Bill limiting cities’ ability to create broadband networks fails

The House on Thursday vote down an effort to limit local governments’ ability to create their own broadband Internet networks, an effort to spur greater private sector competition.

House Bill 282 failed 70-94 with a bipartisan coalition of Democrats and rural Republicans who argued that private telecoms have failed to build reliable networks.

Sponsored by Rep. Mark Hamilton, R-Cumming, the bill would have allowed local governments to enter the Internet marketplace if no private network provided at least 3 mega bytes per second of service.

Hamilton said allowing cities, with unlimited tax dollars, to compete with private companies erodes the free market and is a waste of taxpayer money.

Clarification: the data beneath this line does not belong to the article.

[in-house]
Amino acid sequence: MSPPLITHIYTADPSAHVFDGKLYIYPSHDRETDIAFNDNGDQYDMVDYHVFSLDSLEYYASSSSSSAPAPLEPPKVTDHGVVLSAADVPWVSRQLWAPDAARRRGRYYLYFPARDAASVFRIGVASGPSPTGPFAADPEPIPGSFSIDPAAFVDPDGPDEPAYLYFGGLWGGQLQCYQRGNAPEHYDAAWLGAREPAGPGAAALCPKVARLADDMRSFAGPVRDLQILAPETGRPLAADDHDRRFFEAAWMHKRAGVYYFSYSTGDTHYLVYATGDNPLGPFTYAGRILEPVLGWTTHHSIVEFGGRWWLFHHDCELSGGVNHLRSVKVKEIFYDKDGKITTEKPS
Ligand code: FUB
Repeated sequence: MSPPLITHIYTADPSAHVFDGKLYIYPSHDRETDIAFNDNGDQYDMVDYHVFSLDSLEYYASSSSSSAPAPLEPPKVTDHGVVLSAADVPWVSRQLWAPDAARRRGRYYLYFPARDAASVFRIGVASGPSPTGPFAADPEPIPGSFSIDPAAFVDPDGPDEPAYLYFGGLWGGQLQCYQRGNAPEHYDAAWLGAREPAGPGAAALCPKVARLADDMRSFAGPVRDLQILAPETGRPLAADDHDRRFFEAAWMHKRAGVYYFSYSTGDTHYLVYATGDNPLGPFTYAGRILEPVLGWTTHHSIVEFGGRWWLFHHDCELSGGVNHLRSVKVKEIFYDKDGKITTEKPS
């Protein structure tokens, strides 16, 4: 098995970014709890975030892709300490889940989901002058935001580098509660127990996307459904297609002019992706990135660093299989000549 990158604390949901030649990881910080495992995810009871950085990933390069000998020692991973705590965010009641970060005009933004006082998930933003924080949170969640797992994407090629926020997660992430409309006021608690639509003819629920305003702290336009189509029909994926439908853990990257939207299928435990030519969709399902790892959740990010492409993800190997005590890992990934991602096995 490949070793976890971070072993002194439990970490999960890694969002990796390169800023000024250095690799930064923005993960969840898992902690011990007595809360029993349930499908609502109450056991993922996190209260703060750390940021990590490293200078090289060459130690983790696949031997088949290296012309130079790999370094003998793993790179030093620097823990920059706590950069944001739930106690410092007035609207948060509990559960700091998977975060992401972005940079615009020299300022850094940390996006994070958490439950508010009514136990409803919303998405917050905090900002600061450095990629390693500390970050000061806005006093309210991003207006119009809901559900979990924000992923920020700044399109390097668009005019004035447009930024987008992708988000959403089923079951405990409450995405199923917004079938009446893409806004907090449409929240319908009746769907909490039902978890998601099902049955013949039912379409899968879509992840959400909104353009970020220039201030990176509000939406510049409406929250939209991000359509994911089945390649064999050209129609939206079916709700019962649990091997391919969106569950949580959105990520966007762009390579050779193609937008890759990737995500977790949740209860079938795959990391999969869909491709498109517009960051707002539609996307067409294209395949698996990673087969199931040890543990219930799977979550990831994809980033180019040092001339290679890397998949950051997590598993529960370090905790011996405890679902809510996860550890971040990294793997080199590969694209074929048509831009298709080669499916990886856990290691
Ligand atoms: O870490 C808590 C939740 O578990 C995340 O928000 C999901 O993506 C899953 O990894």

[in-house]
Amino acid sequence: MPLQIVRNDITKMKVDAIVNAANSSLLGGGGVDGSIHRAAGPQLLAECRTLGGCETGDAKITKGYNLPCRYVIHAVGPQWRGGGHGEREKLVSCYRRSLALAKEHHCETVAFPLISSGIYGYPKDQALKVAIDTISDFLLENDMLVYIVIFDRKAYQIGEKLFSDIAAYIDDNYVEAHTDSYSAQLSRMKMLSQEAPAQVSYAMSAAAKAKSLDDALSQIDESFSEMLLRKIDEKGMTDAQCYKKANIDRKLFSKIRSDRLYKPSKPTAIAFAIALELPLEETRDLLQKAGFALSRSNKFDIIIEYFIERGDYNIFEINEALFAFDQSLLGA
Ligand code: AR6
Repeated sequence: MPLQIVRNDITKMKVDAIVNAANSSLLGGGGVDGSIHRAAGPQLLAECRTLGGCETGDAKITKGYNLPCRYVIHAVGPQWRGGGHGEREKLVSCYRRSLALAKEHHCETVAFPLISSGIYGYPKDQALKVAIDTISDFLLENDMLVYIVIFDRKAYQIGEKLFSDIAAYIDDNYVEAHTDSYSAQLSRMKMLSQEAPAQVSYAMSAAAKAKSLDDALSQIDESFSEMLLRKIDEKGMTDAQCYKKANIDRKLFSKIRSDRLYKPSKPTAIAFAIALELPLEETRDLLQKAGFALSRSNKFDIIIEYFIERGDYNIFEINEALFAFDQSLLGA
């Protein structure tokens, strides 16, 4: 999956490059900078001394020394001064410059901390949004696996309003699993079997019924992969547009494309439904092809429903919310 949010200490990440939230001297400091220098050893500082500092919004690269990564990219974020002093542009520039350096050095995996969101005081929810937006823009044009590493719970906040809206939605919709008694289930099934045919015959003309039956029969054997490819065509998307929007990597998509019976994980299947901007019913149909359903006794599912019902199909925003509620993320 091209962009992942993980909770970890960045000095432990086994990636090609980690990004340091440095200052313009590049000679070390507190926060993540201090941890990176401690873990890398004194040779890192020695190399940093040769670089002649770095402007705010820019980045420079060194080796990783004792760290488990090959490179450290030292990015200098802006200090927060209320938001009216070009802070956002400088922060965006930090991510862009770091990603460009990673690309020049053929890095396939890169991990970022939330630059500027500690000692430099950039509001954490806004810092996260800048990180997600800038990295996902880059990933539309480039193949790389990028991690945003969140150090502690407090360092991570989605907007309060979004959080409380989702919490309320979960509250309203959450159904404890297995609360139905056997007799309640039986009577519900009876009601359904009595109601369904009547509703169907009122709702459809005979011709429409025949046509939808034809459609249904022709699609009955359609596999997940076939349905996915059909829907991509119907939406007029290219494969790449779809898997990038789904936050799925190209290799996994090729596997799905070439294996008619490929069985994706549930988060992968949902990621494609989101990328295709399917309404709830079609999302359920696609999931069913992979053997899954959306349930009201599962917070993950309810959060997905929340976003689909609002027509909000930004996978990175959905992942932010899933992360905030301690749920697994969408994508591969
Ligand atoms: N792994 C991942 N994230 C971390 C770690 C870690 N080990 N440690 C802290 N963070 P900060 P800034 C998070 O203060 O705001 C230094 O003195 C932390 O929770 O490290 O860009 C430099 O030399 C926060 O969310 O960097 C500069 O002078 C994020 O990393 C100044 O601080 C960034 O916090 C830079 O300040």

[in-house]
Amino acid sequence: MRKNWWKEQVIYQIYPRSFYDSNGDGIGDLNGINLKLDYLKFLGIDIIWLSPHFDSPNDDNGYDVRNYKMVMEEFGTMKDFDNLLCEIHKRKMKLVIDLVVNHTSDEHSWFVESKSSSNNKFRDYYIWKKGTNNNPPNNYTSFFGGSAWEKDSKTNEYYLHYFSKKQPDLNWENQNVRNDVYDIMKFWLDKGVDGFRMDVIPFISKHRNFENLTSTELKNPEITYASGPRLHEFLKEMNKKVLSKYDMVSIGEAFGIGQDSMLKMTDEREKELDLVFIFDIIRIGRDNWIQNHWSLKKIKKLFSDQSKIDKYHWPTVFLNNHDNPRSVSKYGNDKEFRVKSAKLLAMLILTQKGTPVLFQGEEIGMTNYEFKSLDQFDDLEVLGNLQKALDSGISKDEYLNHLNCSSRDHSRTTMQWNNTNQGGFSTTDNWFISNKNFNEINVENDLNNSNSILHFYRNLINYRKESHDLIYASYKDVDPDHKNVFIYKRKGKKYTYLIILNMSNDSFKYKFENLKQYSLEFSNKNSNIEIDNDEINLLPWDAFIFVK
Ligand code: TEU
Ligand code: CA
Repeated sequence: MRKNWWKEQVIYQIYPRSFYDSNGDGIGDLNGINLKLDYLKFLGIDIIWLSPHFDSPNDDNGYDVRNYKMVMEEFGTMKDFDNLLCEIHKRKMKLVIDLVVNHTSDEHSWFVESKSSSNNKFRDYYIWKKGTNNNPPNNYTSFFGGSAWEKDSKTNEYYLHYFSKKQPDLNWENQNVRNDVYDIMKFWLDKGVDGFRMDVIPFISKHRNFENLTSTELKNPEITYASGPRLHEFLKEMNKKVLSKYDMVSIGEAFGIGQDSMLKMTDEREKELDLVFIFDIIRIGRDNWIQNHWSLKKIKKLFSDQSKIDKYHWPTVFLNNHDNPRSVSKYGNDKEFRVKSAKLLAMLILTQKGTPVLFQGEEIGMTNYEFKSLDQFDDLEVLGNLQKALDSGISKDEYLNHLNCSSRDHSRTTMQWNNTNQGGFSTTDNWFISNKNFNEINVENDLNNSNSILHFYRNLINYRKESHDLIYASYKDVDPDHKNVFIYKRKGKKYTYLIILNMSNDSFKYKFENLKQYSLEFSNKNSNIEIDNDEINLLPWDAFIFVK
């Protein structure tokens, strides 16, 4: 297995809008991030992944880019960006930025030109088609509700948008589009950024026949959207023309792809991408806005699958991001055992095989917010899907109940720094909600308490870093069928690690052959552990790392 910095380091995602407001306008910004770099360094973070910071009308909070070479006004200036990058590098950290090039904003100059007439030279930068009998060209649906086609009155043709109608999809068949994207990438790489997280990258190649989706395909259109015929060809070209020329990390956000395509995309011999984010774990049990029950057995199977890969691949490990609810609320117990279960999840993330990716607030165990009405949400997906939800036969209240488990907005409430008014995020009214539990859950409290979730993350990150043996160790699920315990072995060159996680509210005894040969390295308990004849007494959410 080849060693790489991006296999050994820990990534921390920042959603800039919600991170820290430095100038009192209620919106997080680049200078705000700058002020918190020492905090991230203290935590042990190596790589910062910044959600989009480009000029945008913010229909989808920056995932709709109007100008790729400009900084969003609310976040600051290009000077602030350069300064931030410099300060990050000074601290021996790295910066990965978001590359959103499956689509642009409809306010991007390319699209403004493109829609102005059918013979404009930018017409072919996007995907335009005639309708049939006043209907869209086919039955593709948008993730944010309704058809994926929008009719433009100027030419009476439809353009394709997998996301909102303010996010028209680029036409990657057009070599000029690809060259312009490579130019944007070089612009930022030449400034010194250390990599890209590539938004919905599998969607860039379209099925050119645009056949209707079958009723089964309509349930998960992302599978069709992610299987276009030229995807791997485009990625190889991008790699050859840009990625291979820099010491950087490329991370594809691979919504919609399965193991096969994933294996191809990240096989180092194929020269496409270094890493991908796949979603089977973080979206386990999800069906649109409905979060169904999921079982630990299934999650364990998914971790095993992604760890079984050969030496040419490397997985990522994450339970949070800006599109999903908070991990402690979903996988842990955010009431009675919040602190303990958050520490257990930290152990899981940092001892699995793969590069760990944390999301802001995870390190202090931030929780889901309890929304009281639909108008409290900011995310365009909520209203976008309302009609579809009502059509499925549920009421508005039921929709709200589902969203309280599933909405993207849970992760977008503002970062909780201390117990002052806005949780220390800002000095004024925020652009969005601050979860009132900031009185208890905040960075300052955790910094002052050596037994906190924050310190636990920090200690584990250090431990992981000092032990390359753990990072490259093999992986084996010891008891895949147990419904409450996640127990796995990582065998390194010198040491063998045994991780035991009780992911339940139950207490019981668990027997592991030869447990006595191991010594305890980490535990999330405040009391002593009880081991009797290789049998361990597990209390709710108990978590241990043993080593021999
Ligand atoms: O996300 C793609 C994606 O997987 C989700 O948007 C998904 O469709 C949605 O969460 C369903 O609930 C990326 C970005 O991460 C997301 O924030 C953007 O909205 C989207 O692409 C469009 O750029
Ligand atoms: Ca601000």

But Rep. Jay Powell, R-Camilla, said his community was unable to get a private company to provide sufficient service and it cost them economic development opportunities.

“You cannot get it, you cannot keep it without high speed fiber,” Powell said. The provider, he said, “wouldn’t provide it because they knew they didn’t have to. They provided whatever crumbs from the table they wanted.”

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